View Active Campaign Automation Documentation

View Active Campaign Automation Documentation

View Active Campaign Automation DocumentationView Active Campaign Automation Documentation

To start developing an automation in ActiveCampaign, start with a “trigger.” There are a number of methods you can activate an automation, consisting of: When a tag is added When a contact registers for a list When a contact sends a type E-commerce and on-site choices (available in the “Pro” plan) When the contact reaches a certain point in another automation.

From there, you can start constructing the actions in your automation. Some actions that are offered in ActiveCampaign’s automations are: Send out an e-mail Notify a staff member Wait conditions If/then conditionals Split traffic for screening Skip to other parts of the automation Track objectives (The contact can skip to the objective’s place in the automation.) Start or end another automation, or end the present automation Post a webhook Subscribe or unsubscribe the contact to/from lists Update contact information Include and remove tags Include a note Lead scoring, SMS and site messages, and Facebook Custom-made Audience management are all “Pro” functions – View Active Campaign Automation Documentation.

Contrast with ConvertKit‘s Automations, which are more minimal. On ConvertKit, you can activate an automation when: The contact submits a type The contact buys A tag is contributed to the contact A custom-made field is updated with a particular value From there, you can create Conditions, to check whether the contact has a particular tag or custom field worth.

View Active Campaign Automation Documentation

You can also develop Occasions, which are a bit like ActiveCampaign’s Objectives, however without the reporting. You can track an Occasion when: A tag is included or eliminated The contact buys A date occurs A custom-made field is updated with a particular value You do not create e-mails in ConvertKit’s Automations.

For more on how ActiveCampaign compares to ConvertKit, read my ConvertKit vs ActiveCampaign comparison. The primary method I develop my list is through an e-mail course. ActiveCampaign makes it easy for me to develop my email course exactly how I wish to build it. Many marketers develop extremely basic email series for their “email courses.” A contact register, and after that that contact right away starts getting lessons.

It was simple to build with ActiveCampaign, but impossible when I was with MailChimp. I do not do that technique. My email course is by hand synced with this countdown timer on my site. You have to register by Friday night, and a new course starts each Monday early morning. When I initially tried this method, I was on MailChimp.

View Active Campaign Automation Documentation

Here’s the automation I use to invite new students to my Design Pitfalls course. There’s a few things going on here: The automation sends all contacts a “welcome email (View Active Campaign Automation Documentation).” The automation verifies that it’s not Friday. If it’s not Friday, the automation waits till it is Friday. At 11am, it sends out a “pump up” e-mail to get the trainees prepared for next week’s course, and encourage them to share it with pals.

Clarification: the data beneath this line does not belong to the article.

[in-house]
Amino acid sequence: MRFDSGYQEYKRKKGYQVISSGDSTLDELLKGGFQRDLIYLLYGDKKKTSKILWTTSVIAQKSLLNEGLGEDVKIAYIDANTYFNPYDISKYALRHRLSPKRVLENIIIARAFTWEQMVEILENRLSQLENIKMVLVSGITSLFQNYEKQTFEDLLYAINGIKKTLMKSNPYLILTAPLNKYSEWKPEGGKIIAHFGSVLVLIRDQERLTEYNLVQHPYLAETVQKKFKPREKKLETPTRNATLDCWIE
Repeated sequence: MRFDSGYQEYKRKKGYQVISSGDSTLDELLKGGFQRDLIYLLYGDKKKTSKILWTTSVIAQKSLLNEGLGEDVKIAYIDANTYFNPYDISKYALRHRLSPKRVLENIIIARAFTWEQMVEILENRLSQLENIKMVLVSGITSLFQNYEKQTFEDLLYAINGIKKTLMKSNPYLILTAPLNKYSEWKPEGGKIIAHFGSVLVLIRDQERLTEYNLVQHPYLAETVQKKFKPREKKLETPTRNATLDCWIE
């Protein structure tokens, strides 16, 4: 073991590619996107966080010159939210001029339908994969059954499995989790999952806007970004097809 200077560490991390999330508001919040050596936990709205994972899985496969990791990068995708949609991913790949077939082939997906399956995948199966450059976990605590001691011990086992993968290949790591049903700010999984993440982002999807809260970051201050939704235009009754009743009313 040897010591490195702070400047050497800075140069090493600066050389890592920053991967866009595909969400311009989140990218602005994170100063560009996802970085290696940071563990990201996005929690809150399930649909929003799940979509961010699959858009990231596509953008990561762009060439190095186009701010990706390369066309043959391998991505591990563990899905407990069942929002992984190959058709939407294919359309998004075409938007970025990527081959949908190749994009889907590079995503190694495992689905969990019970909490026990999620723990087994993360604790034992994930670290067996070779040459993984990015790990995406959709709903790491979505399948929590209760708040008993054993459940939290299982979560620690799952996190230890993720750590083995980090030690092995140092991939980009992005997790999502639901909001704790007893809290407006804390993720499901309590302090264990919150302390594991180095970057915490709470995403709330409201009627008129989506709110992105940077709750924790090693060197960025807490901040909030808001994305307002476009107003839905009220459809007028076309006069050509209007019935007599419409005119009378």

The contact will start getting lessons the following Monday morning. If it is Friday and after 7pm, the contact missed out on registration for next week’s class. They’ll get the pump up email the following Friday morning, and lessons the Monday after that. It was difficult for me to automate this with MailChimp.

When I run a webinar, I don’t wish to send out the same e-mail to every person on my list. I want to send them the suitable e-mail for their level of engagement – View Active Campaign Automation Documentation. View Active Campaign Automation Documentation. Here’s the automation I use to promote an evergreen webinar: First it verifies that they have not currently acquired the product I pitch in the webinar.

View Active Campaign Automation Documentation

Then it sends a series of e-mails to get them thinking about the webinar, and to encourage them to register. If they sign up, they instantly struck the “Objective” towards completion of the webinar, and the automation ends. If they do not sign up, they get added to an automation promoting a rebroadcast of the webinar. View Active Campaign Automation Documentation.

This enables me to personalize my messaging, in other automations, based upon the contact’s engagement with the webinar. Here’s the WebinarJam integration panel: I can include tags based upon whether the contact signed up, went to, missed out on, or based upon how long they remained in the webinar. These tags can then activate automations within ActiveCampaign.

It costs me money, and it makes it most likely that my e-mails go to spam or Gmail’s promos tab. People who don’t open my emails make it harder for other emails to get to individuals who really want them! The “Pro” plan of ActiveCampaign has lead scoring integrated in.

View Active Campaign Automation Documentation

Here’s an automation I got from ActiveCampaign’s library of automations, which I utilize to tell which contacts aren’t engaging with my e-mails. When a contact subscribes, this automation adds a “0 days” tag. As time passes, it includes new tags for 7 days, 1 month, 60 days, etc Each time they open an email, a separate automation eliminates them from this automation, gets rid of all of those tags, and begins this automation over once again.

This automation can be overwhelming initially, and this is one of those cases where I want ActiveCampaign had a more out-of-the-box service. However, since you can do anything with ActiveCampaign, in some cases you have to construct things from scratch. ActiveCampaign has a choice to erase inactive customers, which I do not advise.

Some customers don’t have actually tracking switched on, so their opens aren’t tape-recorded. Others still wish to be subscribed but have actually been hectic. Here’s my reactivation sequence: I send one email asking if they still desire to be subscribed, and briefly explaining why I keep my email list clean. In one week, I send them another e-mail (if they currently clicked the confirmation link in the previous e-mail, they’ve currently been gotten rid of from the automation using a different automation) – View Active Campaign Automation Documentation.

View Active Campaign Automation Documentation

View Active Campaign Automation DocumentationView Active Campaign Automation Documentation

The automation then unsubscribes them. My emails likewise have a link to a kind where they can enter their e-mail address to let me know that they don’t have tracking enabled. This form adds a tag that I use to filter those contacts out. View Active Campaign Automation Documentation. I used to add this tag when they clicked on a link, but when people don’t have tracking on, it makes those links not work so dependably! I only send out a basic “do you still want my emails?” confirmation.